South Africa has the largest number of HIV-infected people on the planet. In a widely welcomed speech to mark World Aids Day, South Africa’s president, Jacob Zuma, pledged a new beginning. The World’s Jason Margolis has the story.
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MARCO WERMAN: I’m Marco Werman and this is The World, a co-production of the BBC World Service, PRI and WGBH Boston. Today is World AIDS day. Politicians in many countries held photo-ops and gave speeches that sounded good but largely went unnoticed. Yet in one country, remarks by the nation’s leader were closely watched. South Africa is home to the largest number of HIV infected people in the world and that nation has been widely criticized for a feeble public health response that has caused thousands of unnecessary deaths. On his first World AIDS day since taking office, South African President Jacob Zuma suggested a new era has begun for his nation and its fight against HIV. The World’s Jason Margolis reports.
JASON MARGOLIS: Jacob Zuma is an unlikely champion of AIDS prevention and treatment. In 2006, he was accused and acquitted of raping an HIV positive woman. At the trial, where Zuma claimed that sex was consensual, he said he had protected himself from HIV by taking a shower afterwards. That remark exposed a fundamental misunderstanding of the disease and caused him to be ridiculed by public health experts. Today, Zuma looked to change his image.
JACOB ZUMA: Let the politicians, all the politicization and the endless debates about HIV and AIDS stop.
MARGOLIS: Zuma announced aggressive new steps for fighting HIV in South Africa. He said anti-retroviral drugs will be made more readily available to pregnant women and there would be a new push to offer better treatments to people infected with both HIV and Tuberculosis. And he announced universal treatment for children with HIV.
ZUMA: All children under one year of age will get treatment if they test positive.
MARGOLIS: Zuma urged all South Africans to be tested for HIV and he compared the fight against AIDS to the long struggle against apartheid.
PAUL ZEITZ: This is just a remarkable shift in presidential leadership in South Africa.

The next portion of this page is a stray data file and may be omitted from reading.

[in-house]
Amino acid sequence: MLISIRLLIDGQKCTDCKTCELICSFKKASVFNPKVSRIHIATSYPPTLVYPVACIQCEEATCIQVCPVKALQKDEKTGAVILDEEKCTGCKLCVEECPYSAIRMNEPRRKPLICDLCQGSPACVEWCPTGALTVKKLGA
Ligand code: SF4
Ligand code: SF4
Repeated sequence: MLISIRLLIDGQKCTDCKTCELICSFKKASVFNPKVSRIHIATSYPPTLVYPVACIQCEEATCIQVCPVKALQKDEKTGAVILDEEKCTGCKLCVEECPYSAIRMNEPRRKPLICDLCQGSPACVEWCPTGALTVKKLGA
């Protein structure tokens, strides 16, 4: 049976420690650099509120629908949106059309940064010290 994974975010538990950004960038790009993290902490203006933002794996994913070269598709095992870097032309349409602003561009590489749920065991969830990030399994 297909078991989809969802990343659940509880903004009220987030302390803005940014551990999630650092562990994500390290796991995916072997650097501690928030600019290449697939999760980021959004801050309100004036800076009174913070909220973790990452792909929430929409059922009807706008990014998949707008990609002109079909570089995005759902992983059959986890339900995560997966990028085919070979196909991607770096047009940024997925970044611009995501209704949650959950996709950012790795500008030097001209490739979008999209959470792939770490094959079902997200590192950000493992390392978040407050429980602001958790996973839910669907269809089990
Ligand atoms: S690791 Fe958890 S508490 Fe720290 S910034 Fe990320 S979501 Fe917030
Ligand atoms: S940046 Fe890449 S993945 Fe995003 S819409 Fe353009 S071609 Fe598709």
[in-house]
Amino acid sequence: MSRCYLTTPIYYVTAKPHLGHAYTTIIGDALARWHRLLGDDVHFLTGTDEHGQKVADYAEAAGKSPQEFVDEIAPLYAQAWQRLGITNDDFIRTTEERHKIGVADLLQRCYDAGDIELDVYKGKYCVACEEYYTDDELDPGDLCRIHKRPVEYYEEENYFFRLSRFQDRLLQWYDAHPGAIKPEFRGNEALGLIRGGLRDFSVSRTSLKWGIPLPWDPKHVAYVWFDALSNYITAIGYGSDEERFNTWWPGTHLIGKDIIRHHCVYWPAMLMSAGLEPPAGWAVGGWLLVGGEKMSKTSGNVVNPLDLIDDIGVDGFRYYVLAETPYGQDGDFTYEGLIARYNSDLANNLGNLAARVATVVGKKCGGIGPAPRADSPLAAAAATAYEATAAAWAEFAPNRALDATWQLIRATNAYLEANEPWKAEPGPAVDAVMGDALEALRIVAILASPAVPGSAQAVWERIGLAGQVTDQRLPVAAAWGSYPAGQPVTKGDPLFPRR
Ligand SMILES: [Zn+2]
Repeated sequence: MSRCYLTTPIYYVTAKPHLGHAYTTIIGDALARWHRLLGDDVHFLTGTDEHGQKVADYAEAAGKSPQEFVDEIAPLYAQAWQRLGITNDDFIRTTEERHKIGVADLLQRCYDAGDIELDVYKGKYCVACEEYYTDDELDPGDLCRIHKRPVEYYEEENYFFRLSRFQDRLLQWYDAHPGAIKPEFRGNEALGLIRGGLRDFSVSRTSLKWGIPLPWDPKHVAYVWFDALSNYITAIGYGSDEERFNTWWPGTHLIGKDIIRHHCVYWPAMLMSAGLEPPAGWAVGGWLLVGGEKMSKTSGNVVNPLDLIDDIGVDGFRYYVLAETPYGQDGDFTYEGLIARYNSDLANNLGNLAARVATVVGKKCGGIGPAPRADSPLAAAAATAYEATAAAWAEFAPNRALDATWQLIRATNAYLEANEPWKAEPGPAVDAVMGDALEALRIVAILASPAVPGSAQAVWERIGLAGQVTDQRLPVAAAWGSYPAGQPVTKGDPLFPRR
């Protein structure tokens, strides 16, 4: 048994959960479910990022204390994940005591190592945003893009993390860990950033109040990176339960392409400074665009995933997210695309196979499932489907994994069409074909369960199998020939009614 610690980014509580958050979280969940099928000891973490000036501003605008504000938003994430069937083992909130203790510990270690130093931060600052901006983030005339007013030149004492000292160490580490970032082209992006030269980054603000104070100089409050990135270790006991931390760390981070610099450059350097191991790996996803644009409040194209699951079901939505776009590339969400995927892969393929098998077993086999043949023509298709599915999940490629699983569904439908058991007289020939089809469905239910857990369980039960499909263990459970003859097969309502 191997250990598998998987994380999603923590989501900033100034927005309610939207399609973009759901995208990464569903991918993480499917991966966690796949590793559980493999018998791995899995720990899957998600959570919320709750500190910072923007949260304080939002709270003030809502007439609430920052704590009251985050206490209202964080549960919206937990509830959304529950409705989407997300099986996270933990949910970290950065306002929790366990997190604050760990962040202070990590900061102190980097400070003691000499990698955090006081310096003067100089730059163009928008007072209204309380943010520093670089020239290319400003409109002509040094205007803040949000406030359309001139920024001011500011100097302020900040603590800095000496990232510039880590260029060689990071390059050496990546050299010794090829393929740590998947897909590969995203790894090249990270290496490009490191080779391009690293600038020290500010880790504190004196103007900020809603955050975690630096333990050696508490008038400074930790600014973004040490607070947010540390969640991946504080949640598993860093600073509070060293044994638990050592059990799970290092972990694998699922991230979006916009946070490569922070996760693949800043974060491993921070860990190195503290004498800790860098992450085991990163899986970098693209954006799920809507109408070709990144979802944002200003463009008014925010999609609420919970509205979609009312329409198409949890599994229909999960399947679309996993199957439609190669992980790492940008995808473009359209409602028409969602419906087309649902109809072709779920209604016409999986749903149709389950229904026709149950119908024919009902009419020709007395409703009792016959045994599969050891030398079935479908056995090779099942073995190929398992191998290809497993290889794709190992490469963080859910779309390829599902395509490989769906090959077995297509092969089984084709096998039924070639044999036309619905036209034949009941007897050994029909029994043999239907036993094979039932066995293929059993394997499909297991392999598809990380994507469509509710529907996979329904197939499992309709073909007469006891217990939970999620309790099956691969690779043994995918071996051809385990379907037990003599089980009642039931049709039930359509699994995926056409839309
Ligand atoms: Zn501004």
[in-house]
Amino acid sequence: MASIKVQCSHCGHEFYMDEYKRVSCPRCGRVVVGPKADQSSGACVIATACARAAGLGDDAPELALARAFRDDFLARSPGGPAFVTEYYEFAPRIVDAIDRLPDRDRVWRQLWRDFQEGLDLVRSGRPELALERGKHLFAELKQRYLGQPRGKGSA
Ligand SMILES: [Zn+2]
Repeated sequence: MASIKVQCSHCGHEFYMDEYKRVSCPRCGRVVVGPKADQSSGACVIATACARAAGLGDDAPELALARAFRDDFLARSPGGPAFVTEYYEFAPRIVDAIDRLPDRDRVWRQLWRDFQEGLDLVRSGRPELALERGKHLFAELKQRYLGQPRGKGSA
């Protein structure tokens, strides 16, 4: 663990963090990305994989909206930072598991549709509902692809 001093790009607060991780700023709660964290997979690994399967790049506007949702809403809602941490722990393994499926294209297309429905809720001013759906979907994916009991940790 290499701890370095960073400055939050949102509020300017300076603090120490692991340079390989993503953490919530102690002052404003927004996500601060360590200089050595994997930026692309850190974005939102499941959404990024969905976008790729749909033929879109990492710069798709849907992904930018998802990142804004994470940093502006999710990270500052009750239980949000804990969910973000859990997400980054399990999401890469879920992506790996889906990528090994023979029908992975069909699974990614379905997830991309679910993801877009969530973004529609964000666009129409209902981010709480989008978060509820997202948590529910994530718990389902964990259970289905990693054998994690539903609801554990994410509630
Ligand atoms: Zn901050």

MARGOLIS: Paul Zeitz is executive director of the Global AIDS Alliance. He says Zuma’s speech represents an important turning point.
ZEITZ: You have to change the mindset. You have to change the culture. You have to de-stigmatize the disease. He can bring this into a popular cultural movement which he launched today.
MARGOLIS: For close to a decade, South Africans received a very different message about AIDS from then-President, Thabo Mbeki. Mbeki argued that HIV did not cause AIDS and his health minister was ridiculed for recommending garlic and beet root as treatments. Dr. Pride Chigwedere has studied the harm cost to South Africa by those policies. He did his work while at the Harvard School of Public Health.
DR. PRIDE CHIGWEDERE: We estimated that approximately 330,000 people died prematurely as a result of the policies that we implemented by the South African government from 2000 to 2005.
MARGOLIS: Chigwedere says for many years, South Africans were denied access to anti-retroviral drugs, even when pharmaceutical companies gave the drugs for pregnant women to take to prevent transmitting the virus to their children.
CHIGWEDERE: And the minister of Health responded by instituting restrictions when the use of the drug or the drug was donated free of charge and they restricted the use.
MARGOLIS: Those days in South Africa now appear to be over. Paul Zeitz of the Global AIDS Alliance says even before today’s speech, Zuma had made important changes.
ZEITZ: He has appointed a new minister of health who has totally revamped the National AIDS response. He has gotten the support of the U.S. government through the PEPFAR initiative, the emergency plan for AIDS relief. They’ve announced a hundred and twenty million dollar donation today as well. He has the UN system there. This is a true national mobilization.
MARGOLIS: Zuma will have his work cut out for him. Each day roughly a thousand people still die from AIDS related illnesses in South Africa. For The World, I’m Jason Margolis.
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